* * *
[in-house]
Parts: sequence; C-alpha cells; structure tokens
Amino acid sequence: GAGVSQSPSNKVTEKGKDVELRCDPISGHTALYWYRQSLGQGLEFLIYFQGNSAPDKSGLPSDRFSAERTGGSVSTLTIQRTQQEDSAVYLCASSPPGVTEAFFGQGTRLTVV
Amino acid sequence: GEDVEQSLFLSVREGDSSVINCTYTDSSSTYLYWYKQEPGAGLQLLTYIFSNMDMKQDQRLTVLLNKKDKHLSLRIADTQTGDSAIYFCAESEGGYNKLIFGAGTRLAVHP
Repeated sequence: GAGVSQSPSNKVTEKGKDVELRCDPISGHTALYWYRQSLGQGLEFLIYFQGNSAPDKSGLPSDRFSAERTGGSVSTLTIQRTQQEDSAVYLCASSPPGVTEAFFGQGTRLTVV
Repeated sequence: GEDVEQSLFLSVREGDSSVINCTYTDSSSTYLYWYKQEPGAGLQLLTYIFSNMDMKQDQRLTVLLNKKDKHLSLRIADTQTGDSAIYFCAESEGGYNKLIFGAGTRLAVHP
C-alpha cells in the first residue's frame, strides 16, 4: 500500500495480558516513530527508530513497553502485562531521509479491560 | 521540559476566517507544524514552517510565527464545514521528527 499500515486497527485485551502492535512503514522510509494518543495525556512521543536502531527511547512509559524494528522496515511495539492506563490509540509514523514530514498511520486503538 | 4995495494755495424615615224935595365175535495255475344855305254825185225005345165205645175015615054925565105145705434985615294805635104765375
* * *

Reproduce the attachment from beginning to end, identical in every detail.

[in-house]
Parts: sequence; C-alpha cells; structure tokens
Amino acid sequence: GAGVSQSPSNKVTEKGKDVELRCDPISGHTALYWYRQSLGQGLEFLIYFQGNSAPDKSGLPSDRFSAERTGGSVSTLTIQRTQQEDSAVYLCASSPPGVTEAFFGQGTRLTVV
Amino acid sequence: GEDVEQSLFLSVREGDSSVINCTYTDSSSTYLYWYKQEPGAGLQLLTYIFSNMDMKQDQRLTVLLNKKDKHLSLRIADTQTGDSAIYFCAESEGGYNKLIFGAGTRLAVHP
Repeated sequence: GAGVSQSPSNKVTEKGKDVELRCDPISGHTALYWYRQSLGQGLEFLIYFQGNSAPDKSGLPSDRFSAERTGGSVSTLTIQRTQQEDSAVYLCASSPPGVTEAFFGQGTRLTVV
Repeated sequence: GEDVEQSLFLSVREGDSSVINCTYTDSSSTYLYWYKQEPGAGLQLLTYIFSNMDMKQDQRLTVLLNKKDKHLSLRIADTQTGDSAIYFCAESEGGYNKLIFGAGTRLAVHP
C-alpha cells in the first residue's frame, strides 16, 4: 500500500495480558516513530527508530513497553502485562531521509479491560 | 521540559476566517507544524514552517510565527464545514521528527 499500515486497527485485551502492535512503514522510509494518543495525556512521543536502531527511547512509559524494528522496515511495539492506563490509540509514523514530514498511520486503538 | 4995495494755495424615615224935595365175535495255475344855305254825185225005345165205645175015615054925565105145705434985615294805635104765375